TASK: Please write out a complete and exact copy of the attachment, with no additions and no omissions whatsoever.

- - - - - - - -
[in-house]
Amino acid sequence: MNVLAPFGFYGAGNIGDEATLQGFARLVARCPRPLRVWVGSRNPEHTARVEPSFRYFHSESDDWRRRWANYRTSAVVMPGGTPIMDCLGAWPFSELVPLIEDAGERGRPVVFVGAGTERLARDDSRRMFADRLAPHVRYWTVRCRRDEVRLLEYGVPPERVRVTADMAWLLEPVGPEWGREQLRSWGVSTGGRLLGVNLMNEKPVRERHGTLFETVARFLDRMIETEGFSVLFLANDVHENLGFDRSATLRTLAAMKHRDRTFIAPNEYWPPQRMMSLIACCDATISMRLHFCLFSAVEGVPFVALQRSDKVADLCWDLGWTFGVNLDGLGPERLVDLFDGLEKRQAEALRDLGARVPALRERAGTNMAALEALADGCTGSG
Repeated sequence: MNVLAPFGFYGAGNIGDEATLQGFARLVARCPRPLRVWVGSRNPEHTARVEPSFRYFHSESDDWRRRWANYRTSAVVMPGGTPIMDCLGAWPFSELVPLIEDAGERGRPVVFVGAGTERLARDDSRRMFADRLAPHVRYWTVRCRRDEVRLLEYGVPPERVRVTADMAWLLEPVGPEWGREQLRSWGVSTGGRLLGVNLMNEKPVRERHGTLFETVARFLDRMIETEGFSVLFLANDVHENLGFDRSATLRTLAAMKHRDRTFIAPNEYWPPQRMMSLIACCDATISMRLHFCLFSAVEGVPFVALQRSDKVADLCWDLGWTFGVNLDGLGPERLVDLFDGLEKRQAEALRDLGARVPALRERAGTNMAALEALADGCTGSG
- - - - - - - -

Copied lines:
[in-house]
Amino acid sequence: MNVLAPFGFYGAGNIGDEATLQGFARLVARCPRPLRVWVGSRNPEHTARVEPSFRYFHSESDDWRRRWANYRTSAVVMPGGTPIMDCLGAWPFSELVPLIEDAGERGRPVVFVGAGTERLARDDSRRMFADRLAPHVRYWTVRCRRDEVRLLEYGVPPERVRVTADMAWLLEPVGPEWGREQLRSWGVSTGGRLLGVNLMNEKPVRERHGTLFETVARFLDRMIETEGFSVLFLANDVHENLGFDRSATLRTLAAMKHRDRTFIAPNEYWPPQRMMSLIACCDATISMRLHFCLFSAVEGVPFVALQRSDKVADLCWDLGWTFGVNLDGLGPERLVDLFDGLEKRQAEALRDLGARVPALRERAGTNMAALEALADGCTGSG
Repeated sequence: MNVLAPFGFYGAGNIGDEATLQGFARLVARCPRPLRVWVGSRNPEHTARVEPSFRYFHSESDDWRRRWANYRTSAVVMPGGTPIMDCLGAWPFSELVPLIEDAGERGRPVVFVGAGTERLARDDSRRMFADRLAPHVRYWTVRCRRDEVRLLEYGVPPERVRVTADMAWLLEPVGPEWGREQLRSWGVSTGGRLLGVNLMNEKPVRERHGTLFETVARFLDRMIETEGFSVLFLANDVHENLGFDRSATLRTLAAMKHRDRTFIAPNEYWPPQRMMSLIACCDATISMRLHFCLFSAVEGVPFVALQRSDKVADLCWDLGWTFGVNLDGLGPERLVDLFDGLEKRQAEALRDLGARVPALRERAGTNMAALEALADGCTGSG